19 January, 2011

Read to Me Picture Book Challenge - 1 - 5

Given we read so many picture books in this house, I thought I would post reviews in bunches of 5.

 The Read to Me Picture Book Challenge is hosted by There's A Book.

Title: Fancy Nancy
Author: Jane O'Connor
Illustrated by: Robin Preiss Glasser
Source: Personal collection
Favourite Line: When we arrive at The King's Crown, everyone looks up. They probably think we are movie stars. 

Synopsis: Fancy Nancy loves to be fancy. Unfortunately her family is not so fancy until Fancy Nancy teaches them how to add a bit of class to their lives.

What I thought: We love Fancy Nancy in this house. It's a sure fire hit for my 5 year old daughter and her friends. In fact, a friend was looking after Kira one day and they had a Fancy Nancy day. They got dressed up and headed down the park in their finery of jewels, dresses and gloves. Very fancy! Despite all of her fanciness, Nancy in the end is a gorgeous little girl with a loving and supportive family. This is evidenced if in no other way, than by the last lines in the book:
"I love you," says dad says.
"I love you," says mum says.
And all I say back is, "I love you"
Because there isn't a fancy - or better - way of saying that.
What Kira (5 years old) thinks: "I have a peignoir," (that's a fancy French word for dressing gown.) leaping out of bed to show me! "I like the sparkly cover and the French words." (You can't tell on the cover I have here, but the cover of our copy has lots of sparkles on it!)

Recommended for: those who have little girls who like to be princesses.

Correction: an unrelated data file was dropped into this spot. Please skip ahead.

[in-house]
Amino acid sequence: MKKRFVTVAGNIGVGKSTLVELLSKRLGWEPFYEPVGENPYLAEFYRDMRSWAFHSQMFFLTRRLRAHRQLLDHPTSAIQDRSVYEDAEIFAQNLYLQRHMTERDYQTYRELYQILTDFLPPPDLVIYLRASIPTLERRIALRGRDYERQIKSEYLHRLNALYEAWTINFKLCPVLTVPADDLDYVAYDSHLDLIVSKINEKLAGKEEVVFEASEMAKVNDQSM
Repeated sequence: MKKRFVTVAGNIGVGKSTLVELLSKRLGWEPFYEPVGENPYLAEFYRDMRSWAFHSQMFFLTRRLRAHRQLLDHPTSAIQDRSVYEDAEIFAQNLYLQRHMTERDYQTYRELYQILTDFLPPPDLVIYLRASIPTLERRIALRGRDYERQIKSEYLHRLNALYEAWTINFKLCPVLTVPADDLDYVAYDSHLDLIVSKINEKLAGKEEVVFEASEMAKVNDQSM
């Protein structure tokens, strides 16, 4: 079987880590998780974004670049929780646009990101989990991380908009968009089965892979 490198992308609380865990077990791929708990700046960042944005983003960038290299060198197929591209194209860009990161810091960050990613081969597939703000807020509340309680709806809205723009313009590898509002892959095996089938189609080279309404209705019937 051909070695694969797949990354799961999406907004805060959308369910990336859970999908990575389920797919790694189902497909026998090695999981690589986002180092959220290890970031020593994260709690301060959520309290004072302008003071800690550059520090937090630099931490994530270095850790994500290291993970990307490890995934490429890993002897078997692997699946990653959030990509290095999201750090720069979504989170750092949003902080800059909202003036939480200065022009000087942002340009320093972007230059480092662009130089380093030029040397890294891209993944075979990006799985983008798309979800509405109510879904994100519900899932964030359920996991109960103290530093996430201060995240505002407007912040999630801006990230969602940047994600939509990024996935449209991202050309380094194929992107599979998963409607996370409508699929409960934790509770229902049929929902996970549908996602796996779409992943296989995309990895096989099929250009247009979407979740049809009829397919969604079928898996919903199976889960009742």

Title: Fancy Nancy and the Posh Puppy
Author: Jane O'Connor
Illustrated by: Robin Preiss Glasser
Source: Personal collection 
Favourite Line: Sometimes it's hard being the only fancy person in a family.

Synopsis: Fancy Nancy wants a fancy dog and what better than a papillon (pronounced pappy-yon, something I never knew until I read Fancy Nancy!) But maybe even a papillon is too fancy for Nancy's family

What I thought: Another Fancy Nancy hit! Sometimes things are not always as good as you think as Nancy finds out when she babysits this highly strung pampered pooch. This Fancy Nancy book looks at the importance of considering the needs of all the family rather than just one person.

What Kira (5 years old) thinks: "It's funny when the puppy blurps," (our family's unique [unique is fancy for one of a kind did you know??] word for vomiting.) The first time we read this, Kira showed great concern for Nancy's little sister who upset the puppy. Even now she reassures me that the little sister was only trying to help.

Recommended for: those who have little girls who like to be princesses.

Title: This Dog Bruce
Author: Frances Watts
Illustrated by: Bridget Steven-Marzo 
Source: Personal collection and library. 
Favourite Line: This dog Bruce comes sniffing along, wagging his tail and looking for fun!

Synopsis: Bruce is a very bouncy puppy who just wants someone to play with him, but his over exuberance scares the other animals away. Can they find a game they all can play?